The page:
Coming on the heels of Atomic Blonde and John Wick 2, this movie felt like it had a lot to prove. It wasn’t helped by the miss-promotion of it as a kissing cousin to Jackie Brown. But it really isn’t any of these. The reality is that it owes more to the 1980  classic Gloria. In fact, one of the co-writers, Steve Antin, even worked on the 1999 remake of Gloria. And Gloria, of course, was also reflected of the equally classic Léon: The Professional. But Proud Mary is a pale reflection of all of these because it isn’t really anything on its own.

The heart of the issue is that Proud Mary relies on a single thing to sell it: all women want to have kids. Taraji P. Henson (Hidden Figures) is better than that, but I can understand why she took the role despite its weaknesses. How often do you get to drive a Maserati and play action hero? But the films from which it takes its roots got around the parenthood issues by removing that from the equation. Gloria and Léon were drawn into  protecting their wards by circumstance, not desire. It is the struggle of them finding a human connection again that drives the stories. It isn’t that they want to be parents, it is that they want to be human.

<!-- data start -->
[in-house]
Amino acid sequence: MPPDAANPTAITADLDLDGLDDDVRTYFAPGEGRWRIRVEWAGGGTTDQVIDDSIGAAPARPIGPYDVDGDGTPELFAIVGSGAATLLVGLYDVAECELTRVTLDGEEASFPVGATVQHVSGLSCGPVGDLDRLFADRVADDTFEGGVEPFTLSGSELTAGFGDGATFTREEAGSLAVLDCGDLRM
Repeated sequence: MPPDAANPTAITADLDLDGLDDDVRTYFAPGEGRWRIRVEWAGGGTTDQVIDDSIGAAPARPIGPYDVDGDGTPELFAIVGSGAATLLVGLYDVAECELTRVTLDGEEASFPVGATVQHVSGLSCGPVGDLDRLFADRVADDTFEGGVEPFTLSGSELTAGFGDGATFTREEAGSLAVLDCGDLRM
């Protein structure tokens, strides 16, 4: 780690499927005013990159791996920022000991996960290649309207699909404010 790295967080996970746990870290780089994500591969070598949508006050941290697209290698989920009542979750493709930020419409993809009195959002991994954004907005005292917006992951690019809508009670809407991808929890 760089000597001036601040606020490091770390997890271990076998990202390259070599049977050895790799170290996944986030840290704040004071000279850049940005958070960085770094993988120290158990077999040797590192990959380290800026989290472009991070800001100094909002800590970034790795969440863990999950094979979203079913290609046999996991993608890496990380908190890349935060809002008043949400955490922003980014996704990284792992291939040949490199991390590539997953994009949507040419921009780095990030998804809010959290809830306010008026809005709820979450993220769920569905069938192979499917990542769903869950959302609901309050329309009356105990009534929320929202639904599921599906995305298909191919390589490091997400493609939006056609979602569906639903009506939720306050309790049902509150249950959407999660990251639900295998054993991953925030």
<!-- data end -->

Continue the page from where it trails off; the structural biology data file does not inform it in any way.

Proud Mary does attempt to set up the reasoning for Henson’s path, but we don’t really see any transition from guilt to love, though there is lip service to that being the case. Of course, director Babak Najafi (London Has Fallen) isn’t the most subtle or capable of guides, though he gets a great sense of 70s films at the outset of the movie. But, frankly, if that’s what you’re looking for, just rewatch Jackie Brown.

So basically, yes, skip this unless you have a real jonesing for Henson or Danny Glover…because though Jahi Di’Allo Winston (Everything Sucks!) does a fantastic job as the young man, the rest of the film and the performances are really pretty mediocre at best.

Proud Mary

Rampage

[2.5 stars]

Abandon hope all ye who saw Jumanji. Not even The Rock could save this weak offering with his charisma and humor. I’d say it was on par with Geostorm, expect that weak bit of sci-fi had more believable villains. I really had a secret hope this latest Dwayne Johnson entertainer would surprise me. Well, it didn’t, other than at how ham-handed and bad the script and direction was. Johnson certainly gave it his standard all, but that wasn’t enough to overcome the writing.